But the rewards are innumerable. A greater appreciation for the glory of Creation, the opportunity to sit on a riverbank and reflect on life, counsel your son or just enjoy good conversation. I once heard a Christian man tell that one of the main reasons he became a Christian was because of the time spent with his father. He stated that it was while spending time with his father that he came to love his father's values, his father's way of life and his father's God. The quietness and solitude of a Virginia riverbank offers great opportunities to discuss with one's son the weightier things of life - family, commitment, faith and eternal values.
When my son was nine years old, I began promising him an overnight canoe trip down the Shenandoah. Every summer after that he would ask, "Are we going this year Dad?" Finally when he turned twelve, I decided he was mature enough and good enough with a canoe paddle to take the trip. My primary purpose in planning the trip was to discuss with Zachary the importance of remaining close to me during the teen years, avoiding peer pressure, of keeping himself pure (Yes, some still do that in these perverted times.) and remembering his Creator in the days of his youth.
We had one of the most enjoyable times I have ever experienced. Fellowshipping and fishin' with your twelve-year-old son - what could be better? I discovered Zachary was very receptive to my advice. Being alone with me on the river and realizing that I was willing to sacrifice three days and two nights just to spend time with him helped. As most Fathers desire, I wanted him to be just like his Dad; to love what I love and hate what I hate.
A couple of weeks ago, Zachary, his cousin Jesse and I went catfishin’ on the Middle River. We had a wonderful time and caught a nice mess of catfish. While we sat there on the riverbank with the summer night sounds of bullfrogs and crickets all around us, I recalled our trip down the Shenandoah and listened as Zachary and his cousin talked, thankful for my boy’s new-found faith in God and wondering how much of his Dad’s ways he would ultimately embrace. As my son flipped a perfect arching cast across the river, I watched as the bait caught the reflection of a moonbeam right at the apex of its flight. It was one of those magic moments that seem to freeze in time. As the bait ker-plunked into the murky water, my son remarked to his cousin, “Yep, I’m just like my Dad…”
I love fishin’.
(A needed footnote to my daughters: Yes, I also cherish the times I've taken you all fishin' as well . . . Josie catching the big sucker on the South River, Mollie catching a 5 gallon bucket full of smallmouth on the Cowpasture, Olivia jerking out the trout on the South River, and Megan not wanting to touch the "yucky" worms. Wonderful memories that I'll never forget girls, but, as you know, men are the better fisherMEN!)
16 February 2007
"ACADEMIA TENDS TO IGNORE military history and condescend to those who write it. It occupies a fugitive place in the curriculum, offered as an 'elective,' if appropriate professorial expertise is available. The discipline's thin cohort of teachers is rarely allowed onto the tenure track, and even more rarely granted permanent appointments. There are a few exceptions. King's College, London, has an undergraduate concentration in military history; Oxford its Chichele Professorship in the History of War; the University of Calgary -- Calgary! -- a strong program; a few others. Occasionally a professor earns a reputation both for meticulous scholarship and compelling narrative, a reputation of such consequence that his university is proud to proclaim his presence on the faculty: James McPherson, late of Princeton; James Robertson at Virginia Tech. But these men are exceptions."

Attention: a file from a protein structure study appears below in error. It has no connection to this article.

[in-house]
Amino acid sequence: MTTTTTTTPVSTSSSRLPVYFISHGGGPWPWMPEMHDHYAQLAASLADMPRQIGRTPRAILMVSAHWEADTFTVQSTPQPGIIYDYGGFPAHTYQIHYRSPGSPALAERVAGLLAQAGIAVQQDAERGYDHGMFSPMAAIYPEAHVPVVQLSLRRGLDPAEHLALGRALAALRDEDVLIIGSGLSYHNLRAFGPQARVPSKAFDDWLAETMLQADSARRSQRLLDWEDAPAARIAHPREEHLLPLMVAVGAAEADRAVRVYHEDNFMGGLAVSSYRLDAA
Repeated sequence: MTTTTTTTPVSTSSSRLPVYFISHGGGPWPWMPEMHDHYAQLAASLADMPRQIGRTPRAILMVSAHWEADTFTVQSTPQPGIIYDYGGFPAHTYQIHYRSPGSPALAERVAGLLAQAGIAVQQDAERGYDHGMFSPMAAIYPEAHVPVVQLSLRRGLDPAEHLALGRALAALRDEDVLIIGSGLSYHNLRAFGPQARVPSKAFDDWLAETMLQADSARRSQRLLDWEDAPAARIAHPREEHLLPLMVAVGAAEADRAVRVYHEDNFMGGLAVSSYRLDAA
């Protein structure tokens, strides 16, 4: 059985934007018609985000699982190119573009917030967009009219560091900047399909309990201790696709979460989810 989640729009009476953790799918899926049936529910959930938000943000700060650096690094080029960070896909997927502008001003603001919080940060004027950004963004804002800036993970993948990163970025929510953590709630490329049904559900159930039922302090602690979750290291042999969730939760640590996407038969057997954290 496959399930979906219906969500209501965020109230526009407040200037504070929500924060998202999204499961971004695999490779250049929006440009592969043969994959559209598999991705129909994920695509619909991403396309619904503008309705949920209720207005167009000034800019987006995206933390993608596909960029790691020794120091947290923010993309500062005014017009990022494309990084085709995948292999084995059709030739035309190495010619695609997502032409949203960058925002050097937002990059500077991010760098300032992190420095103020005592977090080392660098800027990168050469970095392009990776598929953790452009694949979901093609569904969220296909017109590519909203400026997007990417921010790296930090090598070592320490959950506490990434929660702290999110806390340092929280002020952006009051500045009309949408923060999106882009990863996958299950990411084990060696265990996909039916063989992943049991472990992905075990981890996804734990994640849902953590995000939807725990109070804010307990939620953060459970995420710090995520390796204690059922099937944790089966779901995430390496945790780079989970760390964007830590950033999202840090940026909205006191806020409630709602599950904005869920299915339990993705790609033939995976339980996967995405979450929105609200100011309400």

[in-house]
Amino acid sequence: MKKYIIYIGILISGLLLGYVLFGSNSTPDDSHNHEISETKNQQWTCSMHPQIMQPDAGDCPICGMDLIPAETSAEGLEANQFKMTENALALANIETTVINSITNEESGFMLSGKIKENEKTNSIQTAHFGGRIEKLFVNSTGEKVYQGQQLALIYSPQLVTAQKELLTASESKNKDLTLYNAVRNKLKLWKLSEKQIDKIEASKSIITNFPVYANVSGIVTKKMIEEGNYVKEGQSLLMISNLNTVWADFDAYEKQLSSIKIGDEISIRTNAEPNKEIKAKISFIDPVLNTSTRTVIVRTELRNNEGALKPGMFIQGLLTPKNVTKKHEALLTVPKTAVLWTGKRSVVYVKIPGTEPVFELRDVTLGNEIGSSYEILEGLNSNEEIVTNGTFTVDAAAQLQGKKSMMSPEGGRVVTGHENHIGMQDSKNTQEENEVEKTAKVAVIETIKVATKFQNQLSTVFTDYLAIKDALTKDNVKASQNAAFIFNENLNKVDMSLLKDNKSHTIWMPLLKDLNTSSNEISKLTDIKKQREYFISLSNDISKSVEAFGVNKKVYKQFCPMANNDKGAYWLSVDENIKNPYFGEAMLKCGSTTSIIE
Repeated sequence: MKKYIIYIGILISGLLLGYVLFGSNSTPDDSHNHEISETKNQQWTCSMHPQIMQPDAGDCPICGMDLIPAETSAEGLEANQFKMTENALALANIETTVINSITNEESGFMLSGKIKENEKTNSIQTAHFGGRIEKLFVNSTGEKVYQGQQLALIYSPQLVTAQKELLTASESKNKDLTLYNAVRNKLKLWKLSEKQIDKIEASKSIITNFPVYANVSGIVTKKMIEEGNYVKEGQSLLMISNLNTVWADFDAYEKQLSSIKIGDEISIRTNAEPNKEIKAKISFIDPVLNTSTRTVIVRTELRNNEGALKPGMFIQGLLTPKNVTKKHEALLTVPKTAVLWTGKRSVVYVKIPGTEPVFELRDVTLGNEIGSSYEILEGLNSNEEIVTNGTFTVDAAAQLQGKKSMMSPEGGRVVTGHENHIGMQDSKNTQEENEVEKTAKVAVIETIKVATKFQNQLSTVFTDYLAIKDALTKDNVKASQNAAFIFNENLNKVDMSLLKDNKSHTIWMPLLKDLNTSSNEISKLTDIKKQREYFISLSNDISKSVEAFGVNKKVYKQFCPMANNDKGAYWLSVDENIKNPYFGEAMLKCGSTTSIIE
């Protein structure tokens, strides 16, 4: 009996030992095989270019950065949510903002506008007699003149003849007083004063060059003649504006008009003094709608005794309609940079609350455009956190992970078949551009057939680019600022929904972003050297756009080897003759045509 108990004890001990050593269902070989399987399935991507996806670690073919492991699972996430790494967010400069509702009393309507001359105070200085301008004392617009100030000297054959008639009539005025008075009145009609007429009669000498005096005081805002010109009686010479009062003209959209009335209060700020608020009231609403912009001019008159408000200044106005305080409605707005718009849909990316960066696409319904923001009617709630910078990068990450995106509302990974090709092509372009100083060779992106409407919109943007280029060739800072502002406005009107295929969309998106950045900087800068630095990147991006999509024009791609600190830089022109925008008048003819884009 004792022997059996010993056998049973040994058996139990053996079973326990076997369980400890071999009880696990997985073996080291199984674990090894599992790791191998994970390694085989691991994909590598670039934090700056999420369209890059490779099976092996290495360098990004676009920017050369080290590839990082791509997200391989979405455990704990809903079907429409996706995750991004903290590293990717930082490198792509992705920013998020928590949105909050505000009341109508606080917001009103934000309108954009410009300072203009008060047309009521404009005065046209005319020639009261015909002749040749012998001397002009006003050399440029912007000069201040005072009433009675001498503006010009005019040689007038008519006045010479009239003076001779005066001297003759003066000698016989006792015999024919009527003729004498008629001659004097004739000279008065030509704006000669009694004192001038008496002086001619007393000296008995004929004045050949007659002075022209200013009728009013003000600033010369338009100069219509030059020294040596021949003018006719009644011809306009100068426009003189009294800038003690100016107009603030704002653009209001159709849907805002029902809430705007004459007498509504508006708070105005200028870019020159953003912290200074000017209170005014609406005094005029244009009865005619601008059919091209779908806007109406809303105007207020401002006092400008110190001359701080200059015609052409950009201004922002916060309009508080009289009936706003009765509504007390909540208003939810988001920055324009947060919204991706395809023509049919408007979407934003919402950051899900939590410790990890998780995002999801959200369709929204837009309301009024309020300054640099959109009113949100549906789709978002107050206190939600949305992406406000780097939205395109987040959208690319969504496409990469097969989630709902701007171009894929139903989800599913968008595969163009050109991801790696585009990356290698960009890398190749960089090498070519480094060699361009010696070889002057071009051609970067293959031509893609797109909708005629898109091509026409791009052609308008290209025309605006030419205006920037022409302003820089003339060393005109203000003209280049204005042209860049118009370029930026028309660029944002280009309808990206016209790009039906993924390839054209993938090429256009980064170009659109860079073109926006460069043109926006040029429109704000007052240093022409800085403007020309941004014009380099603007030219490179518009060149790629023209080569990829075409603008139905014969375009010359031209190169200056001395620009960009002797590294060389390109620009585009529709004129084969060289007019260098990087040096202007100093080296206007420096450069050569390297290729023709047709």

15 February 2007
One hundred years later, Davies’s mantle of success among slaves and free blacks would pass to Thomas J. Jackson. Jackson would continue his ministry; though threatened with jail. For a thorough treatment of Davies’s efforts, see Jeffrey H. Richards, “Samuel Davies and the Transatlantic Campaign for Slave Literacy in Virginia,” Virginia Magazine of History and Biography 111, no. 4 (2003). Quotes appearing in this post were taken from Mr. Richards's article.
13 February 2007
- "An endeavor worth a grown man’s time." ~ Shelby Foote
- "Talent alone cannot make a writer. There must be a man behind the book. " ~ Ralph Waldo Emerson
- "Write your story as it needs to be written. Write it honestly, and tell it as best you can. I'm not sure that there are any other rules. Not ones that matter." ~ Neil Gaiman
- "The two most engaging powers of an author are, to make new things familiar, and familiar things new." ~ Samuel Johnson
- "Great is the art of beginning, but greater is the art of ending." ~ Henry Wadsworth Longfellow
- "There are no dull subjects. There are only dull writers." ~ H.L. Mencken
- "No tears in the writer, no tears in the reader." ~ Robert Frost
- "Writing a book is a adventure. To begin with it is a toy and amusement. Then it becomes a mistress, then it becomes a master, then it becomes a tyrant. The last phase is that just as you are about to be reconciled to your servitude, you kill the monster and fling him out to the public." ~ Winston Churchill
- "The story is always better than your ability to write it. My belief about this is that if you ever get to the point that you think you’ve done a story justice, you’re in the wrong business." ~ Robin McKinley
- "Blessed is the man who, having nothing to say, abstains from giving us wordy evidence of the fact." ~ George Eliot
- "The scholar rarely writes as well as the farmer talks." ~ Henry David Thoreau
- "For whatsoever things were written aforetime were written for our learning, that we through patience and comfort of the scriptures might have hope." ~ Apostle Paul, Romans 15:4
- "It is history that teaches us to hope." ~ Robert E. Lee
10 February 2007